This dispute arises out of Maria Agelli's ("Dr. Agelli" or "Plaintiff") non-selection for a position at NIH. The National Cancer Institute ("NCI"), an institute of the NIH, has employed Dr. Agelli as a Medical Officer, at the GS-14 pay grade, since 2001. (ECF No. 1 ¶ 7).[2] Plaintiff was born in 1952, and was fifty-nine (59) years old during the events at issue. ( Id. ¶ 3). In July 2011, NIH advertised an opening on the USAJOBS system: NIH-NCI-DH-11-507121 ("Vacancy 121").[3] The position was for a Medical Officer (Research), at the GS-15 pay grade, in the Department of Health and Human Services, NIH, NCI, Division of Cancer Control and Population Sciences ("DCCPS"), Epidemiology and Genetics Research Program ("EGRP"). ( See ECF No. 8-2). Through this vacancy, Dr. Muin Khoury, Acting Associate Director of EGRP, DCCPS, NCI, NHI, attempted to recruit an individual to lead the "Knowledge Management Unit" within the Office of the Associate Director of EGRP. (ECF No. 8-3 ¶ 3; ECF No. 28-1, at 1).[4] The major duties advertised for the position included: (1) providing leadership for the direction of nationwide extramural research programs in cancer epidemiology; (2) planning, developing, directing, coordinating and evaluating a program of epidemiologic research to study differences in cancer susceptibility and risk in individuals and populations and the multiple environmental and genetic factors that jointly contribute to cancer, with the ultimate goal of elucidating the etiology of cancer; (3) serving as a medical liaison between the NCI and numerous cancer research working groups and committees and between own organization and other NCI programs; and (4) facilitating the dissemination of information about the risk factors and causes of cancer to inform cancer prevention and control interventions. (ECF No. 8-2, at 1-2). The initial closing date for the announcement was August 11, 2011, but the application deadline was extended to August 31, 2011 due to technical difficulties on USAJOBS. Plaintiff initially submitted some application materials on August 10, 2011, (ECF No. 28-5), [5] and later submitted a complete application on August 31, 2011. EGRP received a total of twenty-three (23) applications for this position, including Dr. Agelli's. (ECF No. 8-5). On September 15, 2011, Plaintiff, and the twenty-two other applicants for the position, received a message stating that "[t]he vacancy announcement... was cancelled or postponed." (ECF No. 8-6, at 2). Thus, none of the applicants to the position, including Dr. Agelli, were interviewed or selected for the position. The Knowledge Management Unit Lead position was not filled, and the position has not been readvertised since its cancellation in September 2011. Stacey Vandor, the Planning Officer for DCCPS, informed Dr. Khoury that "the vacancy announcement was being cancelled because the fulltime equivalent ("FTE") was needed for a senior-level position in a different program within DCCPS." (ECF No. 8-4 ¶ 3). Ms. Vandor affirms that "[t]he FTE was rescinded because in or about June 2011, the Associate Director for the Surveillance Research Program ("SRP") in DCCPS was detailed to a position in another part of the Division." (ECF No. 8-3 ¶ 4). Ms. Vandor explains that "[a]s a result of the detail, it was later determined that a GS-15 FTE was needed for SRP so that a senior-level employee could be hired to perform the duties of the Associate Director for SRP." ( Id. ). Ms. Vandor decided "that rescinding the FTE for the EGRP position and moving it to SRP was the best allocation of resources for DCCPS." ( Id. ¶ 5). Ms. Vandor affirms that she informed Dr. Khoury of this decision in late July 2011, before the applications were submitted and received for the position.[6] Because the announcement was cancelled, Dr. Khoury initially took on the role as Acting Knowledge Management Unit Lead. (ECF No. 8-4 ¶ 9; see also ECF No. 35-7). Dr. Khoury avers that he no longer serves as the Acting Knowledge Management Unit Lead, and that responsibility is now shared among five teams within EGRP. (ECF No. 35-1 ¶ 2).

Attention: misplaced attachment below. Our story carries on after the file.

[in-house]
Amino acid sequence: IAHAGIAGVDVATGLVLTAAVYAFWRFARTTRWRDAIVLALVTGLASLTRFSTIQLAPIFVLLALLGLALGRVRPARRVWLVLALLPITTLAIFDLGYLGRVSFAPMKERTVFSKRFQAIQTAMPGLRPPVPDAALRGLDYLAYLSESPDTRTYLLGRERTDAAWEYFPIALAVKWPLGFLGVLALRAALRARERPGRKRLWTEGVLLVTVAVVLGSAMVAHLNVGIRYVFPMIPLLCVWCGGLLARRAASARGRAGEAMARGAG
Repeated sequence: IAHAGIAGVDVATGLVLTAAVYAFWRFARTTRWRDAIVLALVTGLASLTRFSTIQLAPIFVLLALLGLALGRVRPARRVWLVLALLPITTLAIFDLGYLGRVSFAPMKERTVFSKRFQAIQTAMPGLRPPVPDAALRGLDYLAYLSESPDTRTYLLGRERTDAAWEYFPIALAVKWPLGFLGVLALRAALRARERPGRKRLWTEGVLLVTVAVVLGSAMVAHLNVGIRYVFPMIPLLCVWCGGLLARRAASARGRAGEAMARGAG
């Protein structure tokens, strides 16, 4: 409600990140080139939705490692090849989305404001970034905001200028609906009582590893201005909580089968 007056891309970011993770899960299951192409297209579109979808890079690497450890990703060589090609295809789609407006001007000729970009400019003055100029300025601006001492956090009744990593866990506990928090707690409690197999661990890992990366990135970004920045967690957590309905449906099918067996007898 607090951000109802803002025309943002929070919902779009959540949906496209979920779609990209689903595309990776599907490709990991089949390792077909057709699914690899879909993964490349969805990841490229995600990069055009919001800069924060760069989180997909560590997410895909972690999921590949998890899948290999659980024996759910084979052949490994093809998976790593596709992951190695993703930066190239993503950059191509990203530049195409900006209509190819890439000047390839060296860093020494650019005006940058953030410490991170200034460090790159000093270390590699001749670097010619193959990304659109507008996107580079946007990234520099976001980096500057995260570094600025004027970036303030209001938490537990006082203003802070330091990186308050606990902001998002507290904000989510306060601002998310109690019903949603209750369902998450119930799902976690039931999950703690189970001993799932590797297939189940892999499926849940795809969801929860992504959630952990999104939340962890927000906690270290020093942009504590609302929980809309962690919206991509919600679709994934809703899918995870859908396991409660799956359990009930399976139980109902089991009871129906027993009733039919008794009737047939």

In October 2011, NIH posted another job announcement, NIH-NCI-DE-12-544615 ("Vacancy 615"), for a "Health Scientist Administrator" position in EGRP, at a GS-13/14 pay grade. (ECF No. 8-7). The job announcement sought a "Knowledge Integration Team Lead." The major duties of that position as advertised were: (1) serving as a Program Officer with responsibility for providing scientific leadership and guidance to the planning, development, implementation and evaluation of the genomic and/or epidemiologic related research program; (2) performing scientific and administrative reviews and analyses of applications/proposal from a programmatic viewpoint; (3) preparing information for and attending advisory/review committee/panel meetings and responding to issues and concerns about specific applications/proposals pertaining to genomic and/or epidemiologic related research; and (4) developing, coordinating and administering grants, cooperative agreements and contracts established to fulfill the mission. ( Id. at 1). The announcement designated October 31, 2011 as the application deadline. NIH received over one hundred applications for this position. Dr. Agelli did not apply for Vacancy 615. ( See ECF No. 8-8). In or about January or February 2012, Dr. Khoury selected Dr. Sheri Schully, Ph.D., for the position, at a GS-14 pay grade. (ECF No. 8-9). Dr. Khoury attests that at the time, Dr. Schully, whom Plaintiff believes to be in her thirties, was serving as a "Health Science Administrator" in EGRP at a GS-14 pay grade, and her selection to be the Knowledge Integration Team Lead was a lateral promotion. Dr. Khoury attests that aside from having a lower pay grade, the position was "more junior-level" than Vacancy 121, to which Dr. Agelli applied, but which was never filled. (ECF No. 8-4 ¶ 8).